Quantification of the Distal Radial Artery for Improved Vascular Access

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Folia Morphologica


Background: There is no consensus in the literature as to which point of the radial artery (RA) is the safest to attempt vascular access. The purpose of this study was to measure the diameter, tortuosity and branching patterns of the distal RA.

Materials and methods: 140 cadaveric RAs (66 male, 74 female) were dissected and measured. The external diameter of the RA was measured at 2 cm increments starting at the radial styloid process (SP), moving proximally. The location and degree of 2-dimensional arterial tortuosity were recorded if > 35 degrees. Branches of the RA were recorded with respect to their distance from the SP.

Results: We observed that the right RA significantly increased in diameter at distances beyond 4 cm proximal from the radial SP, regardless of the sex of the individual. This increase in size was not noted on the left RA's. Muscular artery branches of the distal RA were noted on average 1.82 cm proximal from the SP. Clinically significant tortuosity was present on average 3.47 cm proximal from the radial SP. The left RA did not significantly change in size along its course, but its statistically similar diameter when compared to the right RA allows us to make a recommendation this is applicable bilaterally.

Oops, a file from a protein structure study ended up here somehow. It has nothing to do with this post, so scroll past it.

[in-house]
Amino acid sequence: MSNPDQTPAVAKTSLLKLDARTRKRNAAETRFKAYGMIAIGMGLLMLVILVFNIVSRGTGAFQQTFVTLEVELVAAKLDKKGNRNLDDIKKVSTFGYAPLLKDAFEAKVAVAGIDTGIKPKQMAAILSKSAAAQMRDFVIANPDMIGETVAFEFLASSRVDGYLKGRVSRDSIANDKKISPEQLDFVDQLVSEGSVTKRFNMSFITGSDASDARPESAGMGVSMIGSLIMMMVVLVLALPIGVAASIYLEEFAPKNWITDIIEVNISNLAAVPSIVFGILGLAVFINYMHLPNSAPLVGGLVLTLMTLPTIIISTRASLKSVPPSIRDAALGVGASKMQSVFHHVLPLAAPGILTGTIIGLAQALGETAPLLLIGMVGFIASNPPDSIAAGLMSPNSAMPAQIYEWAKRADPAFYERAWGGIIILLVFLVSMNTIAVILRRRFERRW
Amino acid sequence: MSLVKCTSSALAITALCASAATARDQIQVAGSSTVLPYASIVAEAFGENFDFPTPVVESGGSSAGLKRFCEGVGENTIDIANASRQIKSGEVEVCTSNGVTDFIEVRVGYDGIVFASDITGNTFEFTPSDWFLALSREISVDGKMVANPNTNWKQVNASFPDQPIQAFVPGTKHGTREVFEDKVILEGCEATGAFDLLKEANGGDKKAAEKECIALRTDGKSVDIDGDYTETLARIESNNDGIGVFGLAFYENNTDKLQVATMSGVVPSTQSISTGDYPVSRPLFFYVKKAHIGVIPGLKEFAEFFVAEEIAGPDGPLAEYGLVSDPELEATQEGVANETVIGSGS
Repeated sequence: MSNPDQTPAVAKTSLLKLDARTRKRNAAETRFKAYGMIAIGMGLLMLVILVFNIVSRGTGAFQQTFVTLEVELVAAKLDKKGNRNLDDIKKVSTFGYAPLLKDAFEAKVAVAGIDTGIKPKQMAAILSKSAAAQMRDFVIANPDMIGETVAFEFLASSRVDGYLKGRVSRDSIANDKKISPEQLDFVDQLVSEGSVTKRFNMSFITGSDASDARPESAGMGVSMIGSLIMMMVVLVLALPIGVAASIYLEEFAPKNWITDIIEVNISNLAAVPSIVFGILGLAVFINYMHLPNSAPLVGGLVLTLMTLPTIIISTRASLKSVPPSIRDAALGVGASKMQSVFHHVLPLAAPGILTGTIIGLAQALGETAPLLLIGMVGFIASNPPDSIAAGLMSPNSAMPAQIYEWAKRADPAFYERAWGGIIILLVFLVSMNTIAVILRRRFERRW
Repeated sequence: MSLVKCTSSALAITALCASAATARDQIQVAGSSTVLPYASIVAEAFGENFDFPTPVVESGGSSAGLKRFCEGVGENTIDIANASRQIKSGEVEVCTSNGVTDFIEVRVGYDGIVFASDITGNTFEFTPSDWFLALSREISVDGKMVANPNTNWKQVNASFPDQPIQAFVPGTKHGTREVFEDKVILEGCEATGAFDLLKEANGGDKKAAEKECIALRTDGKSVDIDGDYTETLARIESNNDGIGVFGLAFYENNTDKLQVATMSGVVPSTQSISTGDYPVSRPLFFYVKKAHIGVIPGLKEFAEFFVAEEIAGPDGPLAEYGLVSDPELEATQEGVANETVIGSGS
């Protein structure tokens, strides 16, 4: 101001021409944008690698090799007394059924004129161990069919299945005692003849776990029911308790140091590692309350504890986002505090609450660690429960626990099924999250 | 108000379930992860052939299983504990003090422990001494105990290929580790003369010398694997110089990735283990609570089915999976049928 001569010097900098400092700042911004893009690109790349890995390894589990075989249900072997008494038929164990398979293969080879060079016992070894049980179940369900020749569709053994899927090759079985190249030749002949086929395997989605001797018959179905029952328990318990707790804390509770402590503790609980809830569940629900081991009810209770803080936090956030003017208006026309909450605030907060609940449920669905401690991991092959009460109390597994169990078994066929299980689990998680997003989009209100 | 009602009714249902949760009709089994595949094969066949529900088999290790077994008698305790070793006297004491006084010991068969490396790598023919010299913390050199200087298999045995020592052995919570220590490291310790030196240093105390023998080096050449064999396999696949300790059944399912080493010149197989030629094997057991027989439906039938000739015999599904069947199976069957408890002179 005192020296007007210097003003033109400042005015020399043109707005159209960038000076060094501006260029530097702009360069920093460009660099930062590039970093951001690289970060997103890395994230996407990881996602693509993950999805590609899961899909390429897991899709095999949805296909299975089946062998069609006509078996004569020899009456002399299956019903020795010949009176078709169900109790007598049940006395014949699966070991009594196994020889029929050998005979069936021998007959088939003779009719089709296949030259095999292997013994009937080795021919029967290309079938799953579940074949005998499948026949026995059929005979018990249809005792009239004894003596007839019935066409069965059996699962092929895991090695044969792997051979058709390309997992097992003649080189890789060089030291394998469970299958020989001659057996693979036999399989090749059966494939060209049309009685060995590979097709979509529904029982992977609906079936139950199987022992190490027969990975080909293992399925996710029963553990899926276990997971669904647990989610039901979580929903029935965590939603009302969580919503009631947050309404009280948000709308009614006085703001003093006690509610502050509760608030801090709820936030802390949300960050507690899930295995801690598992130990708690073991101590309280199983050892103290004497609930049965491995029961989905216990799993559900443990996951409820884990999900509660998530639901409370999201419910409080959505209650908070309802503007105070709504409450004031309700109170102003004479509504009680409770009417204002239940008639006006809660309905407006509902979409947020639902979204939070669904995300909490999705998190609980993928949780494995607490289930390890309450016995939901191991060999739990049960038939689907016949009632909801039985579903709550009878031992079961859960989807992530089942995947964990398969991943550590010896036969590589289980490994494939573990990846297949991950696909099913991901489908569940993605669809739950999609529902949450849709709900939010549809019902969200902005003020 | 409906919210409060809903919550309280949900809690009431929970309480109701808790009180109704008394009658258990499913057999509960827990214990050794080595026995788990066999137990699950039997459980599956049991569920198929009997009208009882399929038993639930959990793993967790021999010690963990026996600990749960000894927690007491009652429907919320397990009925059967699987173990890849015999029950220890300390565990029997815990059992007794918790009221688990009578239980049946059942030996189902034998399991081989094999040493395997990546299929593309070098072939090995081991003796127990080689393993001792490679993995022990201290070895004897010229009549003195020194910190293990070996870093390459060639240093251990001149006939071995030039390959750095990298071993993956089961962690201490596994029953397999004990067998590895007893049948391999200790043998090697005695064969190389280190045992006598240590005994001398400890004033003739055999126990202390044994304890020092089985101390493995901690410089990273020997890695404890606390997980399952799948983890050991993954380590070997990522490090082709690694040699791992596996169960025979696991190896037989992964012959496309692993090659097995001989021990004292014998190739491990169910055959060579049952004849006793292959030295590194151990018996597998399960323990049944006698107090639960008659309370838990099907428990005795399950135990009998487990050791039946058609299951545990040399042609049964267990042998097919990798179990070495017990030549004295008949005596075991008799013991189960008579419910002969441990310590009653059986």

Conclusions: Our data suggests that regardless of gender, vascular access of the RA could be safely performed at distances greater than 4 cm from the SP to yield a vessel with a larger diameter, less tortuosity, and fewer branches.



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percutaneous coronary intervention, catheterisation, transradial